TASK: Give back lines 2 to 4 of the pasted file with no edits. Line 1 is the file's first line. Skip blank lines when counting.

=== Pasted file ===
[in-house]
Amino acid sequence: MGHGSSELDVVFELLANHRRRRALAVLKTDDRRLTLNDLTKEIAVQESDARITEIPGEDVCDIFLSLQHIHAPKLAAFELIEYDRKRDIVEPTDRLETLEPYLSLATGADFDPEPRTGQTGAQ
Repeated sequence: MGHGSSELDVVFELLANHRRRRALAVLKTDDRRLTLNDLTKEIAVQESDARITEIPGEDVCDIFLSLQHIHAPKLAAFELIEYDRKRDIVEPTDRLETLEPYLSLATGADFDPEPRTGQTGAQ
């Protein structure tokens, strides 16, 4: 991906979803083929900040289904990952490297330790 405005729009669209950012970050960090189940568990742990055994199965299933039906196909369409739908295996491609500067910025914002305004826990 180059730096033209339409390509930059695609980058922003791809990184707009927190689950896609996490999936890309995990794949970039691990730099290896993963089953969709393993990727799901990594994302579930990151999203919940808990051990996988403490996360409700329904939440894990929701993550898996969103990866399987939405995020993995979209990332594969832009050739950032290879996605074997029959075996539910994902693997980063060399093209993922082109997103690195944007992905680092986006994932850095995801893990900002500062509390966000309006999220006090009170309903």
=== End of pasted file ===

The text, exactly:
Amino acid sequence: MGHGSSELDVVFELLANHRRRRALAVLKTDDRRLTLNDLTKEIAVQESDARITEIPGEDVCDIFLSLQHIHAPKLAAFELIEYDRKRDIVEPTDRLETLEPYLSLATGADFDPEPRTGQTGAQ
Repeated sequence: MGHGSSELDVVFELLANHRRRRALAVLKTDDRRLTLNDLTKEIAVQESDARITEIPGEDVCDIFLSLQHIHAPKLAAFELIEYDRKRDIVEPTDRLETLEPYLSLATGADFDPEPRTGQTGAQ
């Protein structure tokens, strides 16, 4: 991906979803083929900040289904990952490297330790 405005729009669209950012970050960090189940568990742990055994199965299933039906196909369409739908295996491609500067910025914002305004826990 180059730096033209339409390509930059695609980058922003791809990184707009927190689950896609996490999936890309995990794949970039691990730099290896993963089953969709393993990727799901990594994302579930990151999203919940808990051990996988403490996360409700329904939440894990929701993550898996969103990866399987939405995020993995979209990332594969832009050739950032290879996605074997029959075996539910994902693997980063060399093209993922082109997103690195944007992905680092986006994932850095995801893990900002500062509390966000309006999220006090009170309903």